Book Review by Jennifer Constantine Jackson
Oxford, UK: Oxford University Press, 2014
Jackson, J.C. (2015). Review of Friendship as sacred knowing: Overcoming isolation by Samuel Kimbriel. AMITY: The Journal of Friendship Studies, 3:1, pp. 63-65. doi: 10.5518/AMITY/18
What is the nature of authentic inquiry of human beings on all levels—personal, social, civic, and religious? How, and why, is the lived experience of friendship so central to such inquiry? These questions are at the heart of Samuel Kimbriel’s work in Friendship as Sacred Knowing: Overcoming Isolation.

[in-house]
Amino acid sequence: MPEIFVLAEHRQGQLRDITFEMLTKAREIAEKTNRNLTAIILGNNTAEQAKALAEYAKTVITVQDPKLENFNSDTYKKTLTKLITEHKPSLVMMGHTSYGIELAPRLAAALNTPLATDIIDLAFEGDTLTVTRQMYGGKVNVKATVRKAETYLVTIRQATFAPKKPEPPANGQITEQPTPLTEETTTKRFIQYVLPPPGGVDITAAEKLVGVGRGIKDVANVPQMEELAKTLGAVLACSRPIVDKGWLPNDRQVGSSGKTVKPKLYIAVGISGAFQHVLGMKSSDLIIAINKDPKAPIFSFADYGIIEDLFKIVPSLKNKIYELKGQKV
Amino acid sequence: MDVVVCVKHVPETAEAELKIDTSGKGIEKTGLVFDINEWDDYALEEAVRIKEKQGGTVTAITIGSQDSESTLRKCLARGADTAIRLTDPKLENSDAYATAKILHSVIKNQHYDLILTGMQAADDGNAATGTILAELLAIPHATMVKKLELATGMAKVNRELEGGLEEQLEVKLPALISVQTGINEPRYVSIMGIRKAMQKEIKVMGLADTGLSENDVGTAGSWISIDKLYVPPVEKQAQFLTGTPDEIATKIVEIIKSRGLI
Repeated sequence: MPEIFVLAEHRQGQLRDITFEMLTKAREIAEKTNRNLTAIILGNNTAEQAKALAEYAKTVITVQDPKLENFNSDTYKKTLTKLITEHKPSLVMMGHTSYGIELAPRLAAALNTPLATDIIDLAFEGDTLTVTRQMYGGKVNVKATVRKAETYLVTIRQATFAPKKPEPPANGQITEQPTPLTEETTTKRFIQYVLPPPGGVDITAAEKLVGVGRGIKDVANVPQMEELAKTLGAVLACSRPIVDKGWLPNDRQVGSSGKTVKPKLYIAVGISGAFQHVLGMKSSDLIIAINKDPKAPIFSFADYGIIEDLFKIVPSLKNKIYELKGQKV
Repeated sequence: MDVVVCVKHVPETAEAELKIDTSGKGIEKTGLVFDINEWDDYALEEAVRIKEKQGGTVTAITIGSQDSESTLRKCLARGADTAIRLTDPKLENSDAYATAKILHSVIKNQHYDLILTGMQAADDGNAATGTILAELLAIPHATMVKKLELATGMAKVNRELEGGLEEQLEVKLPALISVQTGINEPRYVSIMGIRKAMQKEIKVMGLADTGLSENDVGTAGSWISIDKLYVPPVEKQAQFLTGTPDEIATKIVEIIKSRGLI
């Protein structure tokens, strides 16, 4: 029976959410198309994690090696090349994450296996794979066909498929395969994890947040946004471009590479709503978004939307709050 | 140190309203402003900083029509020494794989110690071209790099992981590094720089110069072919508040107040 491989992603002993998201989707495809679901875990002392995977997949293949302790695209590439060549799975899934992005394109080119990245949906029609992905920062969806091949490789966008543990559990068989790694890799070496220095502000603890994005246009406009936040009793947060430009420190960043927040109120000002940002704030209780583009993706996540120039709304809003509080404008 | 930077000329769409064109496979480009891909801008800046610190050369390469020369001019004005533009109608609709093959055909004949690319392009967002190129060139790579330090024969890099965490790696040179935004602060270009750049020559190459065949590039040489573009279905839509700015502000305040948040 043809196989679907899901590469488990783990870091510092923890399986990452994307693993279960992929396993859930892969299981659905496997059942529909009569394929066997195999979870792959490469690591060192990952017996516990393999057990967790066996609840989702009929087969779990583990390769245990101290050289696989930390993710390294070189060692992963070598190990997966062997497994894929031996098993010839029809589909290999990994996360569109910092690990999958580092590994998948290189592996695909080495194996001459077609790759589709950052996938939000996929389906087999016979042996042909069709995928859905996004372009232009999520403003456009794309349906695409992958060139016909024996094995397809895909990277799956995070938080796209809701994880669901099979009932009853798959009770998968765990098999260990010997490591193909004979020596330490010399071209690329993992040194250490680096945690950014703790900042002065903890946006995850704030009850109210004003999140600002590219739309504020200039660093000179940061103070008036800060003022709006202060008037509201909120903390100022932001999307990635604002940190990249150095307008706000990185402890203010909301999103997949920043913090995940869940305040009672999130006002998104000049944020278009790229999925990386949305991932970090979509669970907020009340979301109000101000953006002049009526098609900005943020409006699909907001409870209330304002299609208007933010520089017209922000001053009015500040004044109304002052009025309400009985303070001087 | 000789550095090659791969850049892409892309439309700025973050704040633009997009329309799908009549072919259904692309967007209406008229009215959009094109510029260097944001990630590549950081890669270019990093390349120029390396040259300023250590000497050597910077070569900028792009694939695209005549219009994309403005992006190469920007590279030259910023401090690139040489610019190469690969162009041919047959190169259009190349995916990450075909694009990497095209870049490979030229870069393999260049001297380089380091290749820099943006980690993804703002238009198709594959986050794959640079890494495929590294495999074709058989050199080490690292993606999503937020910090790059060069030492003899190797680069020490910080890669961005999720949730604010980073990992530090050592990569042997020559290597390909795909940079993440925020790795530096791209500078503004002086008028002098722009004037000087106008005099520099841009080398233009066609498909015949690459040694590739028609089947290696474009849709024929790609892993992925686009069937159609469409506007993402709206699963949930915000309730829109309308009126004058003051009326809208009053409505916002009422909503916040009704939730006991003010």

Kimbriel’s objective in Friendship as Sacred Knowing is a retrieval of “metaphysics of friendship”. He shows that a “cosmic” understanding of friendship is needed. That is an understanding that does not sacrifice either personal intimacy or social and civic engagement, but rather actualizes human engagement on every level. This objective is achieved in two ways. The first is a critical examination of Charles Taylor’s discussions of the pre-modern “porous” self and the “disengaged” self of modern and contemporary thought. The second is an elucidation of selected philosophical and theological (with a focus on Christian) contributions to the study of friendship in ancient and medieval thought. In the spirit of much critical thought in the area of friendship studies today, the author asks: “do we allow pre-modern texts to challenge our stance”?